By Emily Newton, Editor-in-Chief at Revolutionized
Internet of Things (IoT) devices enable a wide range of new management strategies for wastewater treatment plants — including remote site management, asset monitoring, and analytics or predictive maintenance.
IoT-based systems can also be a significant investment. The wide variety of new IIoT devices available and the relatively untested nature of the technology may also make planning IoT integration a challenge for wastewater treatment plant owners.
Incorporating the IoT successfully will require a combination of research and planning to ensure team members are ready for a new solution’s launch.
Key Applications of Wastewater Treatment IoT
Wastewater treatment applications of IoT typically fall into one or more of four categories.
These categories are operational intelligence — or the capture and analysis of data related to business performance — water monitoring, asset monitoring, and remote access or service.
Most IoT systems gather some kind of data that’s useful to operational intelligence.
Asset monitoring often involves the use of IoT sensors to establish an enterprise asset management system that can collect information on equipment performance, process efficiency or water quality, and contaminants.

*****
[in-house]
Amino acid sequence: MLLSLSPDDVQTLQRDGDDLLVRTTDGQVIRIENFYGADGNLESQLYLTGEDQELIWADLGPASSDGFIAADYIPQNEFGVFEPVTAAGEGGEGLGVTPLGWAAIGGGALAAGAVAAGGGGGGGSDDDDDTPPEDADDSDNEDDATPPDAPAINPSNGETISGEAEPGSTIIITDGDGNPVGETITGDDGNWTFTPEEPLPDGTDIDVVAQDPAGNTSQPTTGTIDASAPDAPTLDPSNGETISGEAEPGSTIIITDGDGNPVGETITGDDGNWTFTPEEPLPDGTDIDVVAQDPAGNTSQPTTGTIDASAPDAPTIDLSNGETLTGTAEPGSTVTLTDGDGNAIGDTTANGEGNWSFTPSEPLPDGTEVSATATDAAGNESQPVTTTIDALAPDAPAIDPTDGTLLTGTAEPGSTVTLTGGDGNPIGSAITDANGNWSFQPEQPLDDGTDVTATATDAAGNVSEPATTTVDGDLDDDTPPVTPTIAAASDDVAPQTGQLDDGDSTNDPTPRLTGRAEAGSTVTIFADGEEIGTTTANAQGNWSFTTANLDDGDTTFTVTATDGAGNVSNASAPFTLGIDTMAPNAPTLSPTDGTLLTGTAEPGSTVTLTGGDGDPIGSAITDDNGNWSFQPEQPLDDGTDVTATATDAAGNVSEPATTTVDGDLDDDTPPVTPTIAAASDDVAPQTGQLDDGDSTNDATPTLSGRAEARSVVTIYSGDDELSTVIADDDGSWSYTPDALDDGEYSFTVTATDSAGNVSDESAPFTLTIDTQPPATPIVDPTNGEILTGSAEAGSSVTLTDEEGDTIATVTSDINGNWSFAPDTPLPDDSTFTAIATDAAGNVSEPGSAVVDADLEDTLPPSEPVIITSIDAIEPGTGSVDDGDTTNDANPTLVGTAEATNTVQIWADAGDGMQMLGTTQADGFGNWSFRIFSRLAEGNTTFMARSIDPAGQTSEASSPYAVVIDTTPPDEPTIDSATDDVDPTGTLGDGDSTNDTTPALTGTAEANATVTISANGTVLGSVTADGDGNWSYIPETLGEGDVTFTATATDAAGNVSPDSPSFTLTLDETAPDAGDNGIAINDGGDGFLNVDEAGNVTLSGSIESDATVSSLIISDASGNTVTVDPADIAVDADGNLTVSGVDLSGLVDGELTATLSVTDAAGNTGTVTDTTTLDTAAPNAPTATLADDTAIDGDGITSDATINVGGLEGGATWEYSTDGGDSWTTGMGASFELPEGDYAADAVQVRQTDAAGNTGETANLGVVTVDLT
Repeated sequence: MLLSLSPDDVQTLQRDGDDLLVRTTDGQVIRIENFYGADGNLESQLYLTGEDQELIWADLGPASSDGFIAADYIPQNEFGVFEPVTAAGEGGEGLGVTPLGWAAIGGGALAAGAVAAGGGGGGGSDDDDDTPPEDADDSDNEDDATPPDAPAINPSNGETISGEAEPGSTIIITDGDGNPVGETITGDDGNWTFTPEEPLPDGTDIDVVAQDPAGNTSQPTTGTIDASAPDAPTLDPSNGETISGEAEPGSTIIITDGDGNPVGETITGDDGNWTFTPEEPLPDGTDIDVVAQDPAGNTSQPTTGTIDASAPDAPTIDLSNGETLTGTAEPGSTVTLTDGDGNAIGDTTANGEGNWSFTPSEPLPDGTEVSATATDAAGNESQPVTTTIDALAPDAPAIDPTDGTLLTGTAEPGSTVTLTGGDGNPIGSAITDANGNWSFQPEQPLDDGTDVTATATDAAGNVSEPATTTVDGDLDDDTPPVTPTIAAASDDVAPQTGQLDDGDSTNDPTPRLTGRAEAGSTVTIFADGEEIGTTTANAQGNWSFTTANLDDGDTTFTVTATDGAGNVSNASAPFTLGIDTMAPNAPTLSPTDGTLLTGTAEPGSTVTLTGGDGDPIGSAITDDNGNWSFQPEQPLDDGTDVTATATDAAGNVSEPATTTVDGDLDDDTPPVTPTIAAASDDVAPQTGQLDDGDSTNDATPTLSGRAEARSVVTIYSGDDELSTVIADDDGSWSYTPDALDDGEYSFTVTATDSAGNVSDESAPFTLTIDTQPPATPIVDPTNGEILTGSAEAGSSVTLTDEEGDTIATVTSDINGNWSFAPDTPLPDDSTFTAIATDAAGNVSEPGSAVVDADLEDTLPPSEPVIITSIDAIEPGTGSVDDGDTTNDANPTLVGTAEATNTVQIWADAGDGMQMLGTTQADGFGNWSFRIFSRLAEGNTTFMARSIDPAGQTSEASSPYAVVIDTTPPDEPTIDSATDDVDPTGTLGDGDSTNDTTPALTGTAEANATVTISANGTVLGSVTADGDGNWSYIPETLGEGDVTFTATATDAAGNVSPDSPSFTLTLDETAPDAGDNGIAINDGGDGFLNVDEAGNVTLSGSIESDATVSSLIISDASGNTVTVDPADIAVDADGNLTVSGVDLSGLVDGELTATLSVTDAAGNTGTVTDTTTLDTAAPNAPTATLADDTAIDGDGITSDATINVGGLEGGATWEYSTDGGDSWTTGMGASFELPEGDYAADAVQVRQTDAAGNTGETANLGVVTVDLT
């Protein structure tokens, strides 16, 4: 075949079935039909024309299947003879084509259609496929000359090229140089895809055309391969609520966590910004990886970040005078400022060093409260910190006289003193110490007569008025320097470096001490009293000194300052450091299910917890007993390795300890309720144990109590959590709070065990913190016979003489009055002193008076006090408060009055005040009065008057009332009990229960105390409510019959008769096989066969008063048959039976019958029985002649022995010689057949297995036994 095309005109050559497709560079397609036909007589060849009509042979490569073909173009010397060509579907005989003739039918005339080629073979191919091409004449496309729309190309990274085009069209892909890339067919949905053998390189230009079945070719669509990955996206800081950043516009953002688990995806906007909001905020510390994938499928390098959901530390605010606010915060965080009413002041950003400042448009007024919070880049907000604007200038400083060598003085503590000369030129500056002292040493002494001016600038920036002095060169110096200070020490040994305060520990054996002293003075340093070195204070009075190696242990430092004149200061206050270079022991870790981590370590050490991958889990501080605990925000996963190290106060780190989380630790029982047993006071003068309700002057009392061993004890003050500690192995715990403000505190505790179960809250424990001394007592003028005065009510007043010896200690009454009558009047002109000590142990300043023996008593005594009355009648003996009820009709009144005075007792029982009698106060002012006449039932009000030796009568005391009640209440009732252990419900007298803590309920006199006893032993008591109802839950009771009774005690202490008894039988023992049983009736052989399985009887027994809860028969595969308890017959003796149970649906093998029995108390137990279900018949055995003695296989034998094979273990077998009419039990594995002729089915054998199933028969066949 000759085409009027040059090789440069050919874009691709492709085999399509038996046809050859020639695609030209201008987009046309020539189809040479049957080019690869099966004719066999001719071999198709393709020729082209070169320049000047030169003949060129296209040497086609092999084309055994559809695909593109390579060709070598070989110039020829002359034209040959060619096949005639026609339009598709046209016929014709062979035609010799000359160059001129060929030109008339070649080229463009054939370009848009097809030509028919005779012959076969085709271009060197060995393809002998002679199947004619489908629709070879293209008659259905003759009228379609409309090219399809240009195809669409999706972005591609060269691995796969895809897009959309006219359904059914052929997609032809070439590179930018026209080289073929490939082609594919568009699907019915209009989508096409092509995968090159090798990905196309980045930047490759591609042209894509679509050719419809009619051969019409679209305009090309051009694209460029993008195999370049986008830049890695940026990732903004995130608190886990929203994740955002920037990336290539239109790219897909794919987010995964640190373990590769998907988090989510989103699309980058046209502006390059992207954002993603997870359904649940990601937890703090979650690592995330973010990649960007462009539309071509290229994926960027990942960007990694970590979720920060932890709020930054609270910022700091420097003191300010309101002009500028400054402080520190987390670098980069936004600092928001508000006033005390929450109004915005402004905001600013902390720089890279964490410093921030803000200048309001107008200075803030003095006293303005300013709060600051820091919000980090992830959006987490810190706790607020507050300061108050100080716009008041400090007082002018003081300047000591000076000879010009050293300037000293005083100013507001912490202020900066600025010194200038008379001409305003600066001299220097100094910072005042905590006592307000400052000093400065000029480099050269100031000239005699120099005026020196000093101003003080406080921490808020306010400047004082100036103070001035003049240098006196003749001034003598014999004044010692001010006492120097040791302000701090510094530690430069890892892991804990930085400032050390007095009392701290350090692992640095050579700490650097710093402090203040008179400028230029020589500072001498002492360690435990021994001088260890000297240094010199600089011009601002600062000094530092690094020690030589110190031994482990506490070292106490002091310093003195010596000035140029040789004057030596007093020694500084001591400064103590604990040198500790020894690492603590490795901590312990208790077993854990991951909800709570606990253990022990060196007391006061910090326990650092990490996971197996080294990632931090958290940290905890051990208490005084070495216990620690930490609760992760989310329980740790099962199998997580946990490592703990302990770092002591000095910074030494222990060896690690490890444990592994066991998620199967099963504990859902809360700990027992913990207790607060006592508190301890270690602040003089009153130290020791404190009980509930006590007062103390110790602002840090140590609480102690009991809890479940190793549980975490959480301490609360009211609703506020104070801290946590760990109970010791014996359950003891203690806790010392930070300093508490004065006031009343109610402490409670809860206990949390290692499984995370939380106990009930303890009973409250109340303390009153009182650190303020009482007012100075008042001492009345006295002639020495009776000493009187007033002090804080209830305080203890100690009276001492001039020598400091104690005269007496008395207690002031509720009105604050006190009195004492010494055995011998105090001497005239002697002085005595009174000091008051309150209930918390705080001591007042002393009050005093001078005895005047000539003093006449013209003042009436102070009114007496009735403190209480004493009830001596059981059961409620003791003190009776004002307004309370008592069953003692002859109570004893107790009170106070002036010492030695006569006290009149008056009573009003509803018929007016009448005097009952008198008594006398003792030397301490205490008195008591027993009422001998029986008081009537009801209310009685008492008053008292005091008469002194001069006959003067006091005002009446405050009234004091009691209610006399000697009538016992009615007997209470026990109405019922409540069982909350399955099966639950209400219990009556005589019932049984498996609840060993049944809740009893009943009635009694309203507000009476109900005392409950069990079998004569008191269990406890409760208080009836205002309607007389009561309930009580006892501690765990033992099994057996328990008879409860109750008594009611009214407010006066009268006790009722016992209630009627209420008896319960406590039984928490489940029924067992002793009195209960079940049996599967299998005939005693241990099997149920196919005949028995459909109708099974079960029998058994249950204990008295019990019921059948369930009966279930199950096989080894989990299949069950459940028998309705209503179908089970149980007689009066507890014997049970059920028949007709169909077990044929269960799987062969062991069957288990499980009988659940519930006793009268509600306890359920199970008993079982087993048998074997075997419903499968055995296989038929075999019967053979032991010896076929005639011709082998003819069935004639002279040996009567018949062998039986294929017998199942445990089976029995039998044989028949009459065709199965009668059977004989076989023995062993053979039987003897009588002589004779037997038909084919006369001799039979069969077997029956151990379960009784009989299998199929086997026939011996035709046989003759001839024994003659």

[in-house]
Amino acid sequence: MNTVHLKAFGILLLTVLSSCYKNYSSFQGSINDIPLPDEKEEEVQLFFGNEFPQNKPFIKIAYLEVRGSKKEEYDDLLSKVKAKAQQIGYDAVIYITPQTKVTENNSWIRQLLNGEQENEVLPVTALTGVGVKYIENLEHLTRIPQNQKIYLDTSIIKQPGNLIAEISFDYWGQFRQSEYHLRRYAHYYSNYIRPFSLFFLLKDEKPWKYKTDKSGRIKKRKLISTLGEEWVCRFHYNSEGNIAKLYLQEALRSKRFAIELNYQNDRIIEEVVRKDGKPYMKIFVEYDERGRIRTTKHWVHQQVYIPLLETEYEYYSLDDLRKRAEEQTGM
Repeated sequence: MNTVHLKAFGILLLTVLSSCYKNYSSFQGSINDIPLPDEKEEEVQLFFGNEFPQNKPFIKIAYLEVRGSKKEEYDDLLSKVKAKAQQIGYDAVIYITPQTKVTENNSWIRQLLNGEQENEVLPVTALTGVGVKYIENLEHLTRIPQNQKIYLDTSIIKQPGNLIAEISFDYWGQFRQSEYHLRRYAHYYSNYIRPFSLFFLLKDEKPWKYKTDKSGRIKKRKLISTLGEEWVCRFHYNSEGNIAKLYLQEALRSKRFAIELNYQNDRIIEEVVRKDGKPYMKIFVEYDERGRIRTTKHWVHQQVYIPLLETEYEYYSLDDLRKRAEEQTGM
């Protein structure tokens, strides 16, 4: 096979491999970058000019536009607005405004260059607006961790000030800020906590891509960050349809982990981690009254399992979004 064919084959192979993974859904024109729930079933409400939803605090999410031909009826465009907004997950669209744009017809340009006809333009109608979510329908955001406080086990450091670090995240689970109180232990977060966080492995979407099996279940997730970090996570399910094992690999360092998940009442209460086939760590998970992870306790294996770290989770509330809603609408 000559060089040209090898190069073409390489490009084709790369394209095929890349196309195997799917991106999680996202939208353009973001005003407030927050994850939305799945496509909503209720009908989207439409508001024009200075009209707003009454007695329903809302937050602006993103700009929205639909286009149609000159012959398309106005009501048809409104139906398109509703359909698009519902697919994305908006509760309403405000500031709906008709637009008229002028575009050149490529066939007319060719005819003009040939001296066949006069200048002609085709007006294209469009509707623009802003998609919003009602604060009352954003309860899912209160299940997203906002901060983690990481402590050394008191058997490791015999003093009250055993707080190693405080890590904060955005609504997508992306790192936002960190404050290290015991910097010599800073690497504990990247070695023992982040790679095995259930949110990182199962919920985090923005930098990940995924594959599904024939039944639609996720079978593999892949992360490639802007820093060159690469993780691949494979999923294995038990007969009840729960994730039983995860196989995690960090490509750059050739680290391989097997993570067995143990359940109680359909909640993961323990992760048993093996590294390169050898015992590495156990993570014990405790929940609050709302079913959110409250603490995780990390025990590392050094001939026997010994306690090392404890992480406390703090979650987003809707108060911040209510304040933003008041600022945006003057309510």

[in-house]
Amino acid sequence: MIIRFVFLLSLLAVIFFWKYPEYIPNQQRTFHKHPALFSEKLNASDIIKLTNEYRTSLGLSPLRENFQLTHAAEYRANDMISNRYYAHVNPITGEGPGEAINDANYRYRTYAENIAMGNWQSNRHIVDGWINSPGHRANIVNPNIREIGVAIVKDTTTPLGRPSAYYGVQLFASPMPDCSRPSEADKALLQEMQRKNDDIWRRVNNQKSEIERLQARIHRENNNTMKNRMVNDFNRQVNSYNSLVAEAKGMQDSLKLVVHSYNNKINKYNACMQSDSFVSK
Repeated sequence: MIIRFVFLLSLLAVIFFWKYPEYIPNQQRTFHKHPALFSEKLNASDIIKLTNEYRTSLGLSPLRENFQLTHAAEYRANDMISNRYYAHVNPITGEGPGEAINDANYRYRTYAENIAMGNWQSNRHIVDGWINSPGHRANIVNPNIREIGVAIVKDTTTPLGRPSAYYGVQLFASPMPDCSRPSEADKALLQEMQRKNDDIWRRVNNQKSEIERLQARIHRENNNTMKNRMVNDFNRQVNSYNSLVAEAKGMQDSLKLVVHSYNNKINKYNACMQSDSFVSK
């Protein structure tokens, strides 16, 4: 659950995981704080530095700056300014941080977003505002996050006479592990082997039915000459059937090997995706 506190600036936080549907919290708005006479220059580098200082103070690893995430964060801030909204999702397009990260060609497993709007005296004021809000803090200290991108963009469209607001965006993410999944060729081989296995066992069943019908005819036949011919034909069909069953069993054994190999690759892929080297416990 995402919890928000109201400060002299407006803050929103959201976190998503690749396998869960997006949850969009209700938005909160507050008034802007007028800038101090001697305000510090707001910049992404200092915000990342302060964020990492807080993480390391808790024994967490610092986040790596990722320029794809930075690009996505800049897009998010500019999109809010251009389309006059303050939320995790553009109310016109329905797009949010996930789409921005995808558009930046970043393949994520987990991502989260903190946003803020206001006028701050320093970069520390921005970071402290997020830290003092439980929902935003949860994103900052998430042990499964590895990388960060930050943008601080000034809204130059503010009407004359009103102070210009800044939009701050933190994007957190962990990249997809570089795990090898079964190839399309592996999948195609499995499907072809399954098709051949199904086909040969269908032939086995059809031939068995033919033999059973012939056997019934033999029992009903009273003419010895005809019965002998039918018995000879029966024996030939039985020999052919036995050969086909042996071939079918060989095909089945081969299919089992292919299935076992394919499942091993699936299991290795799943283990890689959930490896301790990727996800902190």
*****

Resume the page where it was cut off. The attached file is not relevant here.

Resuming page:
For example, one site may use IoT devices solely to monitor water quality by using a collection of sensors to track water temperature, pressure, chemical composition, and total dissolved solids.
These sensors can track harmful chemicals and analyse water composition to help site staff determine the best treatment processes to use.
Information from these sensors will allow the site managers to more quickly respond to changing wastewater conditions and adjust treatment processes and use of resources to maximize treatment efficiency and minimise resource consumption.
As sustainability becomes more important to the sector and its customers, systems that allow treatment plants to reduce energy waste will likely become more valuable. By analyzing energy and resource use over time, these systems can help site owners identify patterns of waste.
These insights can help plants reduce energy use, making the site more sustainable while trimming operational costs.
Asset Monitoring and Remote Site Access
Asset monitoring applies IoT devices to track the performance of site equipment. IoT devices used for asset monitoring may track operational parameters like machine vibration, timing, lubricant temperature, and lubricant pressure.
Monitoring these can help site staff track equipment health and minimize asset resource consumption.
Predictive maintenance is the use of IoT devices to monitor and forecast machine health. It is the third most popular use of industrial IoT technology, behind asset monitoring and operational intelligence.
With this approach, the IoT devices track similar parameters as with asset monitoring. Data gathered by these devices is fed into an analytics solution that analyzes equipment performance and forecasts machine performance and health.